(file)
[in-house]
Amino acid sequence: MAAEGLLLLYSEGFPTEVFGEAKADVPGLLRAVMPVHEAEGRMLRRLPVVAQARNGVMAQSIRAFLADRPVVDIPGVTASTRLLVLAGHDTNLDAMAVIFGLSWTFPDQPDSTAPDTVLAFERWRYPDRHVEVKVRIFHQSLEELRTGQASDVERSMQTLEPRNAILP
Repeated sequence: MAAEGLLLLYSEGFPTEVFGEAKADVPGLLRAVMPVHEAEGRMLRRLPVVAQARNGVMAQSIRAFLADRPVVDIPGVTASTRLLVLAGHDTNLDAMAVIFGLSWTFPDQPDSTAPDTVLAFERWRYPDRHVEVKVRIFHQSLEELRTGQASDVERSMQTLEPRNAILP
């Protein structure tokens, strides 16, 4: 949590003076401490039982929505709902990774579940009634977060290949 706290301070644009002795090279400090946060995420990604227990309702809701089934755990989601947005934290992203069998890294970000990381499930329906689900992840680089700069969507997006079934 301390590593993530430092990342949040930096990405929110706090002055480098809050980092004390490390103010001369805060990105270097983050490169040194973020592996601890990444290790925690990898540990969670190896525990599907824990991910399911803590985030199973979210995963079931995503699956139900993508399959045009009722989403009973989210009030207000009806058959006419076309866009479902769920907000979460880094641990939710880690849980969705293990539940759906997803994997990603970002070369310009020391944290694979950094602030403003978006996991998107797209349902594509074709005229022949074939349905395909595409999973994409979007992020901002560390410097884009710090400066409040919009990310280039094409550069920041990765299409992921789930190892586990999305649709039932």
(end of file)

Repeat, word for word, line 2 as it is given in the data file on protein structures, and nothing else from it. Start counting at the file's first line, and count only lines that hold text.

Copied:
Amino acid sequence: MAAEGLLLLYSEGFPTEVFGEAKADVPGLLRAVMPVHEAEGRMLRRLPVVAQARNGVMAQSIRAFLADRPVVDIPGVTASTRLLVLAGHDTNLDAMAVIFGLSWTFPDQPDSTAPDTVLAFERWRYPDRHVEVKVRIFHQSLEELRTGQASDVERSMQTLEPRNAILP